How can a person work for a company but not be considered an employee? It happens all of the time, and it limits the non-employee's pay and benefits. It can even affect how much he or she has to pay in taxes. A bill currently being considered in California will change employment classifications of certain workers so they can start collecting fair pay and benefits packages, as well as potentially lower their tax liabilities.
Called Assembly Bill 5, if passed by the Senate, it would give new guidelines for determining who is and who is not technically an employee. It enforces the use of the ABC test. The ABC test looks at:
- A: If an individual works independently
- B: If an individual works outside of an employer's regular operations
- C: If an individual's job is essentially and independently established trade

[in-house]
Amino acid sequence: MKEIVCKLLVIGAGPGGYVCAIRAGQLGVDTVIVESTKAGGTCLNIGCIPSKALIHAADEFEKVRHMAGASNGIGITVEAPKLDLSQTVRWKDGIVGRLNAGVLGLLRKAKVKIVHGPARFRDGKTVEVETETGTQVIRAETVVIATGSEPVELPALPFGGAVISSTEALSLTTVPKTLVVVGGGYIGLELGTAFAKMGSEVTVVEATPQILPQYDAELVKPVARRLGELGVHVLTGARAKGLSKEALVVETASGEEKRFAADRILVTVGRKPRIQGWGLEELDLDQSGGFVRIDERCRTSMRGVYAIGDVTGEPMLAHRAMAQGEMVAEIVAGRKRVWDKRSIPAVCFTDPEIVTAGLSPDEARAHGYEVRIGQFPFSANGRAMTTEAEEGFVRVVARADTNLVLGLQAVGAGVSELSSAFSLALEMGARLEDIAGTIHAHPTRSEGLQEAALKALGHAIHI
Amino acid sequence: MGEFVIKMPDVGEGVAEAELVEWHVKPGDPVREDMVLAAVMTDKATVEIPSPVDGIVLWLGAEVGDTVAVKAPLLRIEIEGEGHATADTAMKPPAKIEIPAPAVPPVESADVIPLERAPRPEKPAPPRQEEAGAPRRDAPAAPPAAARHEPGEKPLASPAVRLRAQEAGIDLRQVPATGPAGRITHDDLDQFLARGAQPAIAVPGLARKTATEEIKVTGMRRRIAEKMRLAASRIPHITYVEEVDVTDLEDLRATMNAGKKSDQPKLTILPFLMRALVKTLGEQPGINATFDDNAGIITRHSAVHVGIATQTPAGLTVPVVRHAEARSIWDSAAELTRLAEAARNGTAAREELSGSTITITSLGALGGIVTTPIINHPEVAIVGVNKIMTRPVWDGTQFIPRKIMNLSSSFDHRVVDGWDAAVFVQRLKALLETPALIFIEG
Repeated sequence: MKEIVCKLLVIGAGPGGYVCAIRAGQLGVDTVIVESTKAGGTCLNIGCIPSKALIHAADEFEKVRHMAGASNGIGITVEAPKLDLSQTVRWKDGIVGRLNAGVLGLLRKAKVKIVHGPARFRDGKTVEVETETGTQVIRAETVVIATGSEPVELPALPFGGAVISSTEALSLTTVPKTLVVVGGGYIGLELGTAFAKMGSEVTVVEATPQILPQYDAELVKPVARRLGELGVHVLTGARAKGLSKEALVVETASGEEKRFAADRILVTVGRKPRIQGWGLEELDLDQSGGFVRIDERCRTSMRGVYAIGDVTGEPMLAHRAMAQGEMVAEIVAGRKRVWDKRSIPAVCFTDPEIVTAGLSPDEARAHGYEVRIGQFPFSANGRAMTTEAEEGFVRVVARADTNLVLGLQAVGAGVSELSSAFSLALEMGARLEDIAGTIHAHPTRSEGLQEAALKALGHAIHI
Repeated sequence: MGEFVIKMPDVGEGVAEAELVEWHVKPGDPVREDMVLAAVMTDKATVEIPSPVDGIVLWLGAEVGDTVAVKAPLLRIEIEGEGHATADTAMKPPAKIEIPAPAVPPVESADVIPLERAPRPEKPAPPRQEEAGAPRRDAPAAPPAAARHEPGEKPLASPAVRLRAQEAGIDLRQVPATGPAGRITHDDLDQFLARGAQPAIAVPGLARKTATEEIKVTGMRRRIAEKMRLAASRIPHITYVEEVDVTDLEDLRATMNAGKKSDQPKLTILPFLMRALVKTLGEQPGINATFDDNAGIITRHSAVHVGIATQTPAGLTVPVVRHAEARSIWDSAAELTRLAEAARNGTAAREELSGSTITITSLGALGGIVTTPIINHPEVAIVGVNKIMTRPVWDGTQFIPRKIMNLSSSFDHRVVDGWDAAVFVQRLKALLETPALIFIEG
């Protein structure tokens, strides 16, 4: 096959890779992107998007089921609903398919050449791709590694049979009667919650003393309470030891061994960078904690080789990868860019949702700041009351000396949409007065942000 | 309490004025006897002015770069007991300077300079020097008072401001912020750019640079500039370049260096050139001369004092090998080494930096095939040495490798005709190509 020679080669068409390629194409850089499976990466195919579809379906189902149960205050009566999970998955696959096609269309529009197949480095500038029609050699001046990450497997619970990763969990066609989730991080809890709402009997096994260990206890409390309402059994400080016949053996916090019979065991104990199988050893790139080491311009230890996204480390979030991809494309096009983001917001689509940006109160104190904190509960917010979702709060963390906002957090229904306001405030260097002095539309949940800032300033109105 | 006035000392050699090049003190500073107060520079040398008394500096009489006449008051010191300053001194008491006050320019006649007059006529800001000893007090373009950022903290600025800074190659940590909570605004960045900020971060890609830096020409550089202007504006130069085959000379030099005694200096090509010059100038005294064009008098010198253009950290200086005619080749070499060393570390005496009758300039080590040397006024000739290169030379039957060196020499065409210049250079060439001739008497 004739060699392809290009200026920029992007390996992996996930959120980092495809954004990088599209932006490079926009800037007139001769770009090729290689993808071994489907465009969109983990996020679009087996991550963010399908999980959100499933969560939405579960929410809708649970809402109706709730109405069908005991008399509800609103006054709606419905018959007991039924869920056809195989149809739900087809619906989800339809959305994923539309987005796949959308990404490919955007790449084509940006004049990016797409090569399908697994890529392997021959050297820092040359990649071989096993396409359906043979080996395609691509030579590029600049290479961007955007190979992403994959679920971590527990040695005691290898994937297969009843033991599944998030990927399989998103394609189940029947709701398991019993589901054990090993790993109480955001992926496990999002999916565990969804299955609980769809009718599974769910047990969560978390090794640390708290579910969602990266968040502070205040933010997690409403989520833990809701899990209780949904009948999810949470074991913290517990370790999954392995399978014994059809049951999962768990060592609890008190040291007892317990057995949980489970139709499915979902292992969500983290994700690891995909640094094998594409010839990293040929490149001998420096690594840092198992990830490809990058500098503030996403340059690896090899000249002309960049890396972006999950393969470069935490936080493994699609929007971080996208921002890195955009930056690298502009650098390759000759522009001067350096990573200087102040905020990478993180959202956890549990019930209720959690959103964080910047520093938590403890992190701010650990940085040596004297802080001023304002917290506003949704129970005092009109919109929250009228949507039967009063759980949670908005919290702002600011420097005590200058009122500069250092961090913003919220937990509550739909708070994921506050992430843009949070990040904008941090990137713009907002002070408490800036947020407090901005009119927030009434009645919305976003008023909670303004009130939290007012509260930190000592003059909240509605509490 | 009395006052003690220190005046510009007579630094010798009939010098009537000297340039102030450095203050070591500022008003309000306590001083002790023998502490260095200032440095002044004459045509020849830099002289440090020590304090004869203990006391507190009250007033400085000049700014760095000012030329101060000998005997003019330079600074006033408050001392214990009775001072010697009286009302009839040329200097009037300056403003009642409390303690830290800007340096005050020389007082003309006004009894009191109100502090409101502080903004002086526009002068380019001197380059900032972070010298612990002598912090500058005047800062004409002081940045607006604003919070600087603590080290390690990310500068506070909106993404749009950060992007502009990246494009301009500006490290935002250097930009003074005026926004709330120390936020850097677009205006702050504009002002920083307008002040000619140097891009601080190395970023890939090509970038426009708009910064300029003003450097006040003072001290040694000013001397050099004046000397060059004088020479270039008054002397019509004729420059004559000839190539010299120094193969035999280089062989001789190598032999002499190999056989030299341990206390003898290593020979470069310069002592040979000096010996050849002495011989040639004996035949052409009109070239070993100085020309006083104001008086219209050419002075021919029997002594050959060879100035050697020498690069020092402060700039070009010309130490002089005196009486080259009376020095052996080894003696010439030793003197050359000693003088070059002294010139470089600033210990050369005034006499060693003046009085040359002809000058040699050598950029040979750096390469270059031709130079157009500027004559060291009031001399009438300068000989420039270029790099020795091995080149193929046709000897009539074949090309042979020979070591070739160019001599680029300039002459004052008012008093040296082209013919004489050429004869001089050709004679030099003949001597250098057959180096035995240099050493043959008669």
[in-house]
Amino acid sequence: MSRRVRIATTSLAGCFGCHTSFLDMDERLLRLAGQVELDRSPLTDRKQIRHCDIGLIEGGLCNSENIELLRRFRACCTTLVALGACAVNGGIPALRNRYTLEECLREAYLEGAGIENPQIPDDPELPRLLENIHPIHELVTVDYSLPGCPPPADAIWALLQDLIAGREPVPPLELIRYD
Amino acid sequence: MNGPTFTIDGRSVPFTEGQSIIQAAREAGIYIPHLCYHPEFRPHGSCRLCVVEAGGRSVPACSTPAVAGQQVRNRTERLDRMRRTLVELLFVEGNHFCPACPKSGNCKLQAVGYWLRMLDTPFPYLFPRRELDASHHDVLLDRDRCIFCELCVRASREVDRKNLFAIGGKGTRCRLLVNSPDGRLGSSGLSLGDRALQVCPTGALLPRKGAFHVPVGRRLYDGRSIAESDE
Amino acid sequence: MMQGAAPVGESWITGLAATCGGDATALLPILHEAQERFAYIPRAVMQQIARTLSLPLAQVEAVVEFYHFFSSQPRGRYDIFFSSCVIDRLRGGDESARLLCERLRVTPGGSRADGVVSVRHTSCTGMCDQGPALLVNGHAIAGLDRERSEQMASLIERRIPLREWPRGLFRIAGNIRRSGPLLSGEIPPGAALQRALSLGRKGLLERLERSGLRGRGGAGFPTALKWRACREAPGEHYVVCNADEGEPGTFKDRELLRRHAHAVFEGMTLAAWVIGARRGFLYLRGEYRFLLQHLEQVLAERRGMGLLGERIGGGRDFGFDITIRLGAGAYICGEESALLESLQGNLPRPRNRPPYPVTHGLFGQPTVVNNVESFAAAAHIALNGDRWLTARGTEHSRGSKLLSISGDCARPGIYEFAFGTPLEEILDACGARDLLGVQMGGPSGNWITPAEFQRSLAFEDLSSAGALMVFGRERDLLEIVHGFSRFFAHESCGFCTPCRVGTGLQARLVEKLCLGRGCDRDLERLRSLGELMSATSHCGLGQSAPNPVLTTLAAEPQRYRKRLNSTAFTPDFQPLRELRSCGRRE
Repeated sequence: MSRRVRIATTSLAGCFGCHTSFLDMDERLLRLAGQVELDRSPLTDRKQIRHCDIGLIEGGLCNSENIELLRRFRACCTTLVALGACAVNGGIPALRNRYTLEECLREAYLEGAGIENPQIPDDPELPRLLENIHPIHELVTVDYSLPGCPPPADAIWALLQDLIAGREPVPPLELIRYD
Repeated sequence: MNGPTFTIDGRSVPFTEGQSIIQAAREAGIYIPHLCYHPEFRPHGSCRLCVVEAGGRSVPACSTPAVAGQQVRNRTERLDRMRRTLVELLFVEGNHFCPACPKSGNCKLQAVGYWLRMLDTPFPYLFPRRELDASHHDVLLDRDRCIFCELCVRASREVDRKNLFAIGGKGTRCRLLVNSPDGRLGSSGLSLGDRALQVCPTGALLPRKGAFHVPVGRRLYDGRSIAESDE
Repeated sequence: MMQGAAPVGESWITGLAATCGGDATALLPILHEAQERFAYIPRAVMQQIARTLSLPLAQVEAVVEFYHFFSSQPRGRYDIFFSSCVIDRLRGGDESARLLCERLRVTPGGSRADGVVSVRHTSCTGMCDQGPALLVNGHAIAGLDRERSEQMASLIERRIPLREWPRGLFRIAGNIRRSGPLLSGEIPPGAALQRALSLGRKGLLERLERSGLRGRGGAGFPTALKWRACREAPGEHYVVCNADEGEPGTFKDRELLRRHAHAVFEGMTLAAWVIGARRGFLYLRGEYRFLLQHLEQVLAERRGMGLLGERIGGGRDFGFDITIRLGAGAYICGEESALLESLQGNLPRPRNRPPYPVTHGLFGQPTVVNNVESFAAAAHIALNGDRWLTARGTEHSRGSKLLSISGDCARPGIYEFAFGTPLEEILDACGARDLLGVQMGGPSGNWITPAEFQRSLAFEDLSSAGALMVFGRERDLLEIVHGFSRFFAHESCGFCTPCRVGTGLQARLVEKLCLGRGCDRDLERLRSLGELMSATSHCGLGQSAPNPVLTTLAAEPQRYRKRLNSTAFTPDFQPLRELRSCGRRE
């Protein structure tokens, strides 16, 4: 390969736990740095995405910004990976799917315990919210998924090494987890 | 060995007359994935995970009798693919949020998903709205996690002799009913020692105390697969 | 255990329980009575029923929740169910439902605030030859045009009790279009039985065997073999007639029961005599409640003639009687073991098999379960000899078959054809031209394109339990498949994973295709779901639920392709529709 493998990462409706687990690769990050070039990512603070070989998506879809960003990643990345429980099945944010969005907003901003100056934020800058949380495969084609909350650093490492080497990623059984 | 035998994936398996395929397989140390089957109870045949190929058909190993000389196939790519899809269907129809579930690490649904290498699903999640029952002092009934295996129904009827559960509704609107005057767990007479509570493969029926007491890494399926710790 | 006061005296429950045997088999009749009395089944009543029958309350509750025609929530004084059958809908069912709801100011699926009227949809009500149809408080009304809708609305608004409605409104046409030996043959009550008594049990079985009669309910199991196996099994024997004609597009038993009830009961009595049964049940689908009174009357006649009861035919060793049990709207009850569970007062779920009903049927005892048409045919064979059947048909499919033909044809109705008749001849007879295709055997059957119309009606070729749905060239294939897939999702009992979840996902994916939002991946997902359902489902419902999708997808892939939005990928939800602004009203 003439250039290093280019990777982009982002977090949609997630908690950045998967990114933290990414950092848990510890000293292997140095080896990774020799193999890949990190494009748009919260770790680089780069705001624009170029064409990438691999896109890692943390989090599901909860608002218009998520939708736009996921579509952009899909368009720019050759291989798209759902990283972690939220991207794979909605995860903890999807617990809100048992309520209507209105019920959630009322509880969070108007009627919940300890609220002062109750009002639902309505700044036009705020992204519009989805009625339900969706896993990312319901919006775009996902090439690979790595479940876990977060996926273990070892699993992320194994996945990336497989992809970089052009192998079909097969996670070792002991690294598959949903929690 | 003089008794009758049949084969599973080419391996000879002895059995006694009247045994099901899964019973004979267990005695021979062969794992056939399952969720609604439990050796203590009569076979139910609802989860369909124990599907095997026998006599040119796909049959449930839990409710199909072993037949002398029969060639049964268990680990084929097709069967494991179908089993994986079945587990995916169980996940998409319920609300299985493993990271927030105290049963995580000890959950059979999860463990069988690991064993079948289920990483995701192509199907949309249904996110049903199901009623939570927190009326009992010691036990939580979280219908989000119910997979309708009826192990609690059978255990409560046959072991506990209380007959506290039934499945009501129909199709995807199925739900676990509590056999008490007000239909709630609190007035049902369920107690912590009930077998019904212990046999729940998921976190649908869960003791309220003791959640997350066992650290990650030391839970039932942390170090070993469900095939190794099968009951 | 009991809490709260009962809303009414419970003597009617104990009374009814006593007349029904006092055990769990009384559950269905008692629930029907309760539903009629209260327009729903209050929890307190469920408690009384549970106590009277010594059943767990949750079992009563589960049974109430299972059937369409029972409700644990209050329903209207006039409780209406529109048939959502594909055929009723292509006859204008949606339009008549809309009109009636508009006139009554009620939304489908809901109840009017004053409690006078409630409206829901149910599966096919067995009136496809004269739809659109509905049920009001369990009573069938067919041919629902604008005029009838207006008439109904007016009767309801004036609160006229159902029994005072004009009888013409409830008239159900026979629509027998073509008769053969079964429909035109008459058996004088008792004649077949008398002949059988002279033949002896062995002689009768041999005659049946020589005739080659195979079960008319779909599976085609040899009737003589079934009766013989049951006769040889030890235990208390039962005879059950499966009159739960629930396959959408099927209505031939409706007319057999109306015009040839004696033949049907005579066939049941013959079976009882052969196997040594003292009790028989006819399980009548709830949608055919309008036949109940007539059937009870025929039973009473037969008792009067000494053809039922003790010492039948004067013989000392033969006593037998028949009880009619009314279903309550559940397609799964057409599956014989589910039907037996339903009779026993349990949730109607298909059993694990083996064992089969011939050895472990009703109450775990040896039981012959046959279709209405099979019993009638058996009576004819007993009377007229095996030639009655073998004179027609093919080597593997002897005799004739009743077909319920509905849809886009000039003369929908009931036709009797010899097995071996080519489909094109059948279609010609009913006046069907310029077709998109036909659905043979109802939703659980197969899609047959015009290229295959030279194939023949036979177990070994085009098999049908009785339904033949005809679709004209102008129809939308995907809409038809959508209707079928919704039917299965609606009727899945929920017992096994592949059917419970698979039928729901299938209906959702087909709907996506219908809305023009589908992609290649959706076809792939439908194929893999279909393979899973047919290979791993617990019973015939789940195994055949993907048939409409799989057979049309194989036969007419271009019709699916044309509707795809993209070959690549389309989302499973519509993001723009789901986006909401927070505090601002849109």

If one's employment fits within these guidelines, he or she will be considered an independent contractor. This means he or she will be unable to collect certain benefits and is unable to claim certain employment protections. A prime example of this is rideshare drivers with companies like Uber and Lyft. Currently, they are treated as independent contractors, though certain aspects of the jobs would technically make them employees. Under AB5, these drivers can change their relationships with their employers, making them eligible for employee classification and all the benefits that come with it.
If AB5 passes, employers will have to start making changes. If they do not, they will be held accountable for improperly classifying employees and denying them the protections they deserve. California residents who believe that their employers have misclassified their employment status do not have to wait until AB5 becomes law. With the assistance of legal counsel, such issues can be addressed now and fair and full compensation sought.